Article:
Household Politics: Montreal Families and Postwar Reconstruction
Référence bibliographique 
Fahrni, Magdalena. 2005. Household Politics: Montreal Families and Postwar Reconstruction. Toronto: Presses de l’Université Toronto.
Intentions : «This book explores the meanings of postwar reconstruction for Montreal families. It argues that reconstruction plans, for theses families included a stable home life scaffolded on social and economic security. These plans also involved expanded definitions of citizenship that included not only female suffrage […], but also welfare-state measures and a reasonable cost-of-living.» (p 6-7)
Échantillon/Matériau : «This book draws on a wide range of sources, including government records, the papares of private social welfare agencies and of women’s voluntary associations, the records of Catholic institutions, including the Société de Saint-Vincent de Paul and organizations affiliated with the Action catholique, union records, school board files and newspapers representing Montreal’s mass-circulation, nationalist, labour, and religious press.» (p. 25-26)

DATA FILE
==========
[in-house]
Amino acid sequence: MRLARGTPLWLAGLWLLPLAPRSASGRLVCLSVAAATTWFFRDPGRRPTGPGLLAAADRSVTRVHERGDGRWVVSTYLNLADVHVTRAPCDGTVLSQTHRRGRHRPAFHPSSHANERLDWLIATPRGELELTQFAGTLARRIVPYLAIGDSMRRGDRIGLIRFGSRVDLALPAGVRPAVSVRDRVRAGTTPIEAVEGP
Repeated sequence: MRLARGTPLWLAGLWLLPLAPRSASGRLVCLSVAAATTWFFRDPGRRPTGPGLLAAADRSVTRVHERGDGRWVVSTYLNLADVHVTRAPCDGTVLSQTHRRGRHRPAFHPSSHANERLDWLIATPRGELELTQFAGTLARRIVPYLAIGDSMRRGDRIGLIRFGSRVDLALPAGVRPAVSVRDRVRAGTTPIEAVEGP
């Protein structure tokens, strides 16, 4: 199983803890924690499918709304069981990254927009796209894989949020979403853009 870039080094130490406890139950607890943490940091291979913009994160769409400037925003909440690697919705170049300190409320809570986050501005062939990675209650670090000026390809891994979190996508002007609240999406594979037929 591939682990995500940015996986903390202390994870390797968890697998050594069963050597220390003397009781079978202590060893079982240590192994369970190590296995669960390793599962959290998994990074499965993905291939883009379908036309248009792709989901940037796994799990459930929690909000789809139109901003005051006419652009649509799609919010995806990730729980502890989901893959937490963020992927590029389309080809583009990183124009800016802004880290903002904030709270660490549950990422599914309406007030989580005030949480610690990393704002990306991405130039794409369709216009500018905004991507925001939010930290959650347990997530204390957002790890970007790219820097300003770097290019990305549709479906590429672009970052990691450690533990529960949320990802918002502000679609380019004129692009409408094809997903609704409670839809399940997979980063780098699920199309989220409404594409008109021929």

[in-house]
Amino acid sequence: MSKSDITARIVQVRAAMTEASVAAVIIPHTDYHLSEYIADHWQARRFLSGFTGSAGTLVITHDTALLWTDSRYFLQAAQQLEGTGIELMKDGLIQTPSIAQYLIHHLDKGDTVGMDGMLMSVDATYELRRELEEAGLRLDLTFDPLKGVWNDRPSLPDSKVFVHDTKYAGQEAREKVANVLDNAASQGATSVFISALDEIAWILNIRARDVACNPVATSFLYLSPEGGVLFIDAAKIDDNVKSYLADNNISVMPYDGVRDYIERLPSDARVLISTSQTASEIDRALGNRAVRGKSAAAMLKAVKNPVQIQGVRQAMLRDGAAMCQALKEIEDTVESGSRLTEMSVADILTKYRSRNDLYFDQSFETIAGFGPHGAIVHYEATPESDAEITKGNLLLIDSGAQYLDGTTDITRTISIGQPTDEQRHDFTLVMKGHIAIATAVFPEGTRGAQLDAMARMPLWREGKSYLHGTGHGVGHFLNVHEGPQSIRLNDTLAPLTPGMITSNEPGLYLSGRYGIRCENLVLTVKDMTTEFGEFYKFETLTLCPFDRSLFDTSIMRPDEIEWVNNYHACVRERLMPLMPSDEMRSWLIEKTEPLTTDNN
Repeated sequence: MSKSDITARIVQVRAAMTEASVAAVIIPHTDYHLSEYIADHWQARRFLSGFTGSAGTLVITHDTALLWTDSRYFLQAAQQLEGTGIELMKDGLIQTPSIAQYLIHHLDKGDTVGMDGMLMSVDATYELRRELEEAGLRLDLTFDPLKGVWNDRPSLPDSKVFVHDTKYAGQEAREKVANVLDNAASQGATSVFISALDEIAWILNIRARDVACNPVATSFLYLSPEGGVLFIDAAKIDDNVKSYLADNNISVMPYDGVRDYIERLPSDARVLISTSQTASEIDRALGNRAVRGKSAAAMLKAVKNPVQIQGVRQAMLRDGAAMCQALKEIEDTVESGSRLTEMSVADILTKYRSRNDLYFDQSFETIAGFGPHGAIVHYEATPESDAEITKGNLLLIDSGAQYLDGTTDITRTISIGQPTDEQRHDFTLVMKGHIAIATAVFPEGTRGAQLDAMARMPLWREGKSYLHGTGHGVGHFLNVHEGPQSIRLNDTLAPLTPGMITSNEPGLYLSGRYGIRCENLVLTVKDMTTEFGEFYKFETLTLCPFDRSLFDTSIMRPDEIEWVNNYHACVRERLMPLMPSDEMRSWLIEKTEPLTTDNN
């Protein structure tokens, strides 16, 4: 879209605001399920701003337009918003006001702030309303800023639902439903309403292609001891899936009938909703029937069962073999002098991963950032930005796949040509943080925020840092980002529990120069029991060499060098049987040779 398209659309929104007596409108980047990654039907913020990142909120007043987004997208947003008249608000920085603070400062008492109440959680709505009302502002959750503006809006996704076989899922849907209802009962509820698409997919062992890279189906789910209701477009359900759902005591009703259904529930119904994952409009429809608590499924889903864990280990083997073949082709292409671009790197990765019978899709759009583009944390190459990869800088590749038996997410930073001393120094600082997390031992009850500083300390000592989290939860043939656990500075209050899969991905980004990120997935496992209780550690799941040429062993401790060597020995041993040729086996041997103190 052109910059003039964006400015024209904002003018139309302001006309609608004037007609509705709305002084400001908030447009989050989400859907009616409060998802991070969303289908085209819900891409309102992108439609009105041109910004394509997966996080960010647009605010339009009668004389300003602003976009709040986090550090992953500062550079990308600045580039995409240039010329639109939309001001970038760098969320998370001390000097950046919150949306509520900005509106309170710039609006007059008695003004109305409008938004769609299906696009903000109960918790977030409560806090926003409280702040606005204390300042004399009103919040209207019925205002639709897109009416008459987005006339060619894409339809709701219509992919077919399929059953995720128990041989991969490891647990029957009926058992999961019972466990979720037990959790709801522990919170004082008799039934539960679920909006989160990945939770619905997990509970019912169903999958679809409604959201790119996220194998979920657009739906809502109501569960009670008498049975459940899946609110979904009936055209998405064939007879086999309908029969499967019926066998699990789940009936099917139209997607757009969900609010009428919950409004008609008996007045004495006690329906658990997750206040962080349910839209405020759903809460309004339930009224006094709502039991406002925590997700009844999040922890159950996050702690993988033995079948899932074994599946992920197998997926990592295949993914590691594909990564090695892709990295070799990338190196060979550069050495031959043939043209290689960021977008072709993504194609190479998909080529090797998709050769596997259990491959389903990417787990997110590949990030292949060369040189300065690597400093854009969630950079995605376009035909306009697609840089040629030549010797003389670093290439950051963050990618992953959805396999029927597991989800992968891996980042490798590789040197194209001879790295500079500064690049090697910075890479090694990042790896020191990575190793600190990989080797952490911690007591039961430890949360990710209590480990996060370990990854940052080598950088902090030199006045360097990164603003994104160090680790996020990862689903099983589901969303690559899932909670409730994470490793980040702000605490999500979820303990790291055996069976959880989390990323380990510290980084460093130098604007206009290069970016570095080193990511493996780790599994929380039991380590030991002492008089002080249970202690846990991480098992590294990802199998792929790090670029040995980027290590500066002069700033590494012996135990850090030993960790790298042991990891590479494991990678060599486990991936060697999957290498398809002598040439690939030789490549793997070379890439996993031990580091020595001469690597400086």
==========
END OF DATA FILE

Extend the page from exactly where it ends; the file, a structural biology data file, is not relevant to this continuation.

Type de traitement des données : Analyse de contenu Réflexion critique
«Household Politics explores the meanings of postwar reconstruction for Montreal families. It examines the ways in which members of both working-class and middle-class families took wartime promises, such as democracy, liberty, and freedom from want, seriously, and the ways in which they incorporated theses promises into their postwar expectations. ‘Social security’, for instance, was not just a political platitude: it had real meaning to families who had lived through the poverty of the Depression and the unsettled years of war. Montrealers chose security in their reconstruction campaigns. In seeking security, they called for and negotiated new kinds of citizenship. […] This book contributes to the historical literature on reconstruction, the family, citizenship and the welfare state, the public, and postwar Quebec. It does so by examining a series of examples of what I call ‘household politics’ – Montrealers’ attempts, in the 1940s, to place their households on a more secure footing while at the same time making family matters a subject for public (and political) discussion.» (p. 146-147) One example of this is the subject of chapter four which is «[t]he commemoration of Montreal’s mass marriage and the postwar efforts of the Ligue Ouvrière Catholique on behalf of French-Canadian familiales [that] highlight an alternative vision of reconstruction to the one proposed by federal Liberals.» (p. 147)